How a 50-year-old business analyst lives in under 400 square feet

How a 50-year-old business analyst lives in under 400 square feet

José de la Peña, 50

Business analyst

Where: Cabbagetown-South St. James Town
How big: 367 square feet
How much: $189,000

Since moving to Toronto from Mexico City in 2000, José has always lived around the Church-Wellesley Village. “It’s my lifestyle. You don’t want to get out of the bar at 3 a.m. and have to get on the TTC,” he says.

Seven years ago, he decided it was time to graduate from renting. He began his hunt with two instructions for his agent: he didn’t want to spend a dime more than his $250,000 budget, and all prospective condos had to be within walking distance of his favourite neighborhood. He hoped to net a one-bedroom plus den, but every unit he viewed seemed claustrophobic. “They looked like shoeboxes, and none of them had workable layouts,” he says.

After over a year of searching, Toronto prices were still surging, meaning his budget was growing less adequate by the day. When his agent urged him to take a look at a studio in a 1972 high rise, José agreed. The unit was dated, but it had potential. “I loved it the second I saw it, because it was so horrendous, so ugly, that I would have no remorse destroying it completely and building it from scratch,” José says.

He went into reno mode after snagging the place for its asking price. He binged on YouTube videos about small living hacks and decided that the key to packing his life into 370 square feet was going to be designing a dynamic space. Between new appliances, materials and the services of an electrician, José spent $35,000 on his one-year reno project. He kept costs down by doing most of the grunt work (like pulling up the parquet floor) himself.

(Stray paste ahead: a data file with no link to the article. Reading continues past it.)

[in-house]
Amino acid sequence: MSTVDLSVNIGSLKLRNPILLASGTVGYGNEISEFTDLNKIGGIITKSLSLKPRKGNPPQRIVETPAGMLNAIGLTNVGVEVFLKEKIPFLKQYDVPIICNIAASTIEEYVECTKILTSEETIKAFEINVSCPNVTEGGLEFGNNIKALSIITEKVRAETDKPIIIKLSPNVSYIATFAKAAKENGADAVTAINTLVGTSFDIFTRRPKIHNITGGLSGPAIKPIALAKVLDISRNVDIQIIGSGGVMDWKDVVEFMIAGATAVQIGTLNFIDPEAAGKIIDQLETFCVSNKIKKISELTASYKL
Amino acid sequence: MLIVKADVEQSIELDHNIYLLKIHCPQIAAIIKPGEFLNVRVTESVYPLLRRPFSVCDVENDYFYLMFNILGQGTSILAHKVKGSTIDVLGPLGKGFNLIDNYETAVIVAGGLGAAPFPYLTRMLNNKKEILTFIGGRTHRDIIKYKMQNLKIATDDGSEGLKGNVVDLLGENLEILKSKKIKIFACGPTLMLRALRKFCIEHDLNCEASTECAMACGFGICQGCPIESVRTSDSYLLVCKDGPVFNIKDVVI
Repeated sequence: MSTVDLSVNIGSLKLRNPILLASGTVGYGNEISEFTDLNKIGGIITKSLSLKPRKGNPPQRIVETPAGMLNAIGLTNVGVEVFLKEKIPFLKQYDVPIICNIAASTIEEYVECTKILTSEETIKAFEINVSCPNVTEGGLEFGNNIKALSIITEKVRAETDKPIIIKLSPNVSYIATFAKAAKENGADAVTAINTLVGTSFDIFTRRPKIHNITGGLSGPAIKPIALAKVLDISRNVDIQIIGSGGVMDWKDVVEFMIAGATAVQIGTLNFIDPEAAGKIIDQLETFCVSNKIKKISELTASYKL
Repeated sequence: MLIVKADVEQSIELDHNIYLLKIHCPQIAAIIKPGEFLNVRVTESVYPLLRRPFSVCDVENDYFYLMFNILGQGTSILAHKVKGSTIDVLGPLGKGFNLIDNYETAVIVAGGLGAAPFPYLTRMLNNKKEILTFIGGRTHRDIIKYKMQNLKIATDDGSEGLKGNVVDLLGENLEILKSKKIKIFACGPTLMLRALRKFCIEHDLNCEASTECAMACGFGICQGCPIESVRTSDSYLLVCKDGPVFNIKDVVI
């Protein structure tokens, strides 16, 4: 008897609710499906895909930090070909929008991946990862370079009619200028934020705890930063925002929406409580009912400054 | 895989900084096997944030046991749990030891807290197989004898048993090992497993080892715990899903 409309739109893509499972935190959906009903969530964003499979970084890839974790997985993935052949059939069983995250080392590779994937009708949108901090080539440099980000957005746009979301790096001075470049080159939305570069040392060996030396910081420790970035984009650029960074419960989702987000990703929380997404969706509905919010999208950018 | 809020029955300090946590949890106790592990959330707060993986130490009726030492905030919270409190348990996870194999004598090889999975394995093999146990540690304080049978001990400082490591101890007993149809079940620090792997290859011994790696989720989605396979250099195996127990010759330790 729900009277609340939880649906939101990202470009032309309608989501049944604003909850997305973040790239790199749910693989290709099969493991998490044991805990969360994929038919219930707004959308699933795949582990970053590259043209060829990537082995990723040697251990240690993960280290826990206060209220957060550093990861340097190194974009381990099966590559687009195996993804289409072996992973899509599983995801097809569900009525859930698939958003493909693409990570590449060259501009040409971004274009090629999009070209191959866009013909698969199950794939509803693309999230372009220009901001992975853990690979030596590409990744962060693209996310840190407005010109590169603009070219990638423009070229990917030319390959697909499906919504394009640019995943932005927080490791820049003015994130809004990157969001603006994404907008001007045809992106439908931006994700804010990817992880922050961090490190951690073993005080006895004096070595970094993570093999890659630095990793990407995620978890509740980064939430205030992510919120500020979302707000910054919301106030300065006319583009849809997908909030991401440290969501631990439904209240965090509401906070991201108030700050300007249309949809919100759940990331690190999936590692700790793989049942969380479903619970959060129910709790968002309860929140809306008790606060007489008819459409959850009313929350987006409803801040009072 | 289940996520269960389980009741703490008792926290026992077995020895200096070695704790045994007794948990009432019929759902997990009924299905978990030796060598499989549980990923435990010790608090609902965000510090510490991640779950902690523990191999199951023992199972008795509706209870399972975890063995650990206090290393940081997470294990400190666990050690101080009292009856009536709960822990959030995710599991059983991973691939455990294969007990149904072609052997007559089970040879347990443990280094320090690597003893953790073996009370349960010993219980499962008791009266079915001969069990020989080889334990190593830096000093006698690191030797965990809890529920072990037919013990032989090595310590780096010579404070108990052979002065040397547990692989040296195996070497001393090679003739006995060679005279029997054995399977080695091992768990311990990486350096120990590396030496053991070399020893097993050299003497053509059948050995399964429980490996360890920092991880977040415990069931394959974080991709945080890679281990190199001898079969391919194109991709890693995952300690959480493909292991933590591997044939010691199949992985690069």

The DIY revamp wasn’t without incident: when José knocked down a wall to open up the kitchen, he found out, to his dismay, there was electrical wiring running through it. As a result, he went without heat for three months, during winter, until the renos were completed. “Luckily the heat from above, below and the sides was enough to keep me alive,” he says. “Still cold, but alive.”

“I don’t think I want anything larger,” he says. “This place is easy to carry—the mortgage, the maintenance fees and taxes are manageable. I want to have a life, to be able to travel.”

Everything in his apartment is modular, or multi-functional. The coffee table opens up into a full-sized dining table, which José mounted onto casters, so it can easily be wheeled away for impromptu dance parties:

The table seats six:

For dinner parties, it helps that the kitchen has (relative) heaps of space, thanks to the under-the-counter fridge:

Instead of dropping thousands on a Murphy bed, José built one himself:

Folding the bed away gives him space for a wee corner office:

The most versatile of his DIY creations is his closet, which does triple duty as a wardrobe, bar, and TV stand (wiring the TV onto the sliding door was particularly tricky). The artwork on the wall to the left is by local artist Julius Poncelet Manapul:

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